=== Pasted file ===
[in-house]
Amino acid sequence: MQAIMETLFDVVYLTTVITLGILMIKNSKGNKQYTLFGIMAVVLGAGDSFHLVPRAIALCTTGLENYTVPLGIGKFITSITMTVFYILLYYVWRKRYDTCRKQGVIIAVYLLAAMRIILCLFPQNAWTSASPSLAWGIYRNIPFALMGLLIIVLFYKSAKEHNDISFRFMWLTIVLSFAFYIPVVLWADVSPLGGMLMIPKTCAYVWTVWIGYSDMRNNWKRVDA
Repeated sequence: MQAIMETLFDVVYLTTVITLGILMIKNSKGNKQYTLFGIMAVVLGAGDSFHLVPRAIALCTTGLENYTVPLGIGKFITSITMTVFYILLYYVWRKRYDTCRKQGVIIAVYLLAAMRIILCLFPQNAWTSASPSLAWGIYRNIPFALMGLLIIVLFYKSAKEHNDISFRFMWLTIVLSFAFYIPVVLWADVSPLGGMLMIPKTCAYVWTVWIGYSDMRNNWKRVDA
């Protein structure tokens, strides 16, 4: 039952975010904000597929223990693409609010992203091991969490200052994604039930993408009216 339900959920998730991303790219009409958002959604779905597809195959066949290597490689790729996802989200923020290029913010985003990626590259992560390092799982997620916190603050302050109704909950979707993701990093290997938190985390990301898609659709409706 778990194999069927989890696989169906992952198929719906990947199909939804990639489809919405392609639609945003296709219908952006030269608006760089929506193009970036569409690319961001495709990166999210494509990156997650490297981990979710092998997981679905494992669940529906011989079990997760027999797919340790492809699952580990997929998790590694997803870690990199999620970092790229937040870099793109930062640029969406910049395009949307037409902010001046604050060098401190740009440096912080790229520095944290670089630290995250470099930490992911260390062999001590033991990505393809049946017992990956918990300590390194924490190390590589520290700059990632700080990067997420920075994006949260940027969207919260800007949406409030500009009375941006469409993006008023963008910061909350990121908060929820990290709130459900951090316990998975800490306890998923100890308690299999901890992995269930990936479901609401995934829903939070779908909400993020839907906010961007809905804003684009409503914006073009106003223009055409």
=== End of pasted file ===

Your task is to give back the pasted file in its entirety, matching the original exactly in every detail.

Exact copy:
[in-house]
Amino acid sequence: MQAIMETLFDVVYLTTVITLGILMIKNSKGNKQYTLFGIMAVVLGAGDSFHLVPRAIALCTTGLENYTVPLGIGKFITSITMTVFYILLYYVWRKRYDTCRKQGVIIAVYLLAAMRIILCLFPQNAWTSASPSLAWGIYRNIPFALMGLLIIVLFYKSAKEHNDISFRFMWLTIVLSFAFYIPVVLWADVSPLGGMLMIPKTCAYVWTVWIGYSDMRNNWKRVDA
Repeated sequence: MQAIMETLFDVVYLTTVITLGILMIKNSKGNKQYTLFGIMAVVLGAGDSFHLVPRAIALCTTGLENYTVPLGIGKFITSITMTVFYILLYYVWRKRYDTCRKQGVIIAVYLLAAMRIILCLFPQNAWTSASPSLAWGIYRNIPFALMGLLIIVLFYKSAKEHNDISFRFMWLTIVLSFAFYIPVVLWADVSPLGGMLMIPKTCAYVWTVWIGYSDMRNNWKRVDA
């Protein structure tokens, strides 16, 4: 039952975010904000597929223990693409609010992203091991969490200052994604039930993408009216 339900959920998730991303790219009409958002959604779905597809195959066949290597490689790729996802989200923020290029913010985003990626590259992560390092799982997620916190603050302050109704909950979707993701990093290997938190985390990301898609659709409706 778990194999069927989890696989169906992952198929719906990947199909939804990639489809919405392609639609945003296709219908952006030269608006760089929506193009970036569409690319961001495709990166999210494509990156997650490297981990979710092998997981679905494992669940529906011989079990997760027999797919340790492809699952580990997929998790590694997803870690990199999620970092790229937040870099793109930062640029969406910049395009949307037409902010001046604050060098401190740009440096912080790229520095944290670089630290995250470099930490992911260390062999001590033991990505393809049946017992990956918990300590390194924490190390590589520290700059990632700080990067997420920075994006949260940027969207919260800007949406409030500009009375941006469409993006008023963008910061909350990121908060929820990290709130459900951090316990998975800490306890998923100890308690299999901890992995269930990936479901609401995934829903939070779908909400993020839907906010961007809905804003684009409503914006073009106003223009055409």